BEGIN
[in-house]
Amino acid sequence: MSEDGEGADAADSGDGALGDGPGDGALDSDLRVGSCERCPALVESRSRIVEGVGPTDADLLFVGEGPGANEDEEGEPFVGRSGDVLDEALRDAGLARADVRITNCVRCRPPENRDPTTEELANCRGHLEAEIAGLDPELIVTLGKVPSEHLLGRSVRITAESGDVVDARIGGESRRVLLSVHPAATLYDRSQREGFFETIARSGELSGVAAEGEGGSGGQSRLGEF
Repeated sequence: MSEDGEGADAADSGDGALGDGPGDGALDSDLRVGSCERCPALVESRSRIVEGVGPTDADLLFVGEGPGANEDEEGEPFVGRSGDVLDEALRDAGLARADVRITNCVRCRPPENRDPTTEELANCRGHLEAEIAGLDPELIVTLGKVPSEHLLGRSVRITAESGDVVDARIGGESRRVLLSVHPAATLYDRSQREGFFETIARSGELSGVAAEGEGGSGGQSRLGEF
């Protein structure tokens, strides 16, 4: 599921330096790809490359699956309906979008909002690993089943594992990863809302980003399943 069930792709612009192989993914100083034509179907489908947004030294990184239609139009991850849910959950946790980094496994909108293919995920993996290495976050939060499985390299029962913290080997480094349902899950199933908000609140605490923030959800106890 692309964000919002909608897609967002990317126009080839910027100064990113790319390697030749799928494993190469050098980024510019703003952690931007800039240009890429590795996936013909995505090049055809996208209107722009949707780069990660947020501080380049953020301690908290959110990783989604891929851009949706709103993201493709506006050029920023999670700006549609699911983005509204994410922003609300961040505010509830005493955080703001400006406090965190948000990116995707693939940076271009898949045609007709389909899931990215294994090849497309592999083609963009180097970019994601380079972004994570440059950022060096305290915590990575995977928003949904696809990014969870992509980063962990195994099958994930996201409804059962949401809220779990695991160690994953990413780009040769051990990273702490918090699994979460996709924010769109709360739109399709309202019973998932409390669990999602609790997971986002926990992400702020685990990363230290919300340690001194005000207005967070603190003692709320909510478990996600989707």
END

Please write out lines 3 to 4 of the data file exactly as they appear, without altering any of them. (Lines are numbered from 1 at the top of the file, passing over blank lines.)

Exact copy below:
Repeated sequence: MSEDGEGADAADSGDGALGDGPGDGALDSDLRVGSCERCPALVESRSRIVEGVGPTDADLLFVGEGPGANEDEEGEPFVGRSGDVLDEALRDAGLARADVRITNCVRCRPPENRDPTTEELANCRGHLEAEIAGLDPELIVTLGKVPSEHLLGRSVRITAESGDVVDARIGGESRRVLLSVHPAATLYDRSQREGFFETIARSGELSGVAAEGEGGSGGQSRLGEF
């Protein structure tokens, strides 16, 4: 599921330096790809490359699956309906979008909002690993089943594992990863809302980003399943 069930792709612009192989993914100083034509179907489908947004030294990184239609139009991850849910959950946790980094496994909108293919995920993996290495976050939060499985390299029962913290080997480094349902899950199933908000609140605490923030959800106890 692309964000919002909608897609967002990317126009080839910027100064990113790319390697030749799928494993190469050098980024510019703003952690931007800039240009890429590795996936013909995505090049055809996208209107722009949707780069990660947020501080380049953020301690908290959110990783989604891929851009949706709103993201493709506006050029920023999670700006549609699911983005509204994410922003609300961040505010509830005493955080703001400006406090965190948000990116995707693939940076271009898949045609007709389909899931990215294994090849497309592999083609963009180097970019994601380079972004994570440059950022060096305290915590990575995977928003949904696809990014969870992509980063962990195994099958994930996201409804059962949401809220779990695991160690994953990413780009040769051990990273702490918090699994979460996709924010769109709360739109399709309202019973998932409390669990999602609790997971986002926990992400702020685990990363230290919300340690001194005000207005967070603190003692709320909510478990996600989707």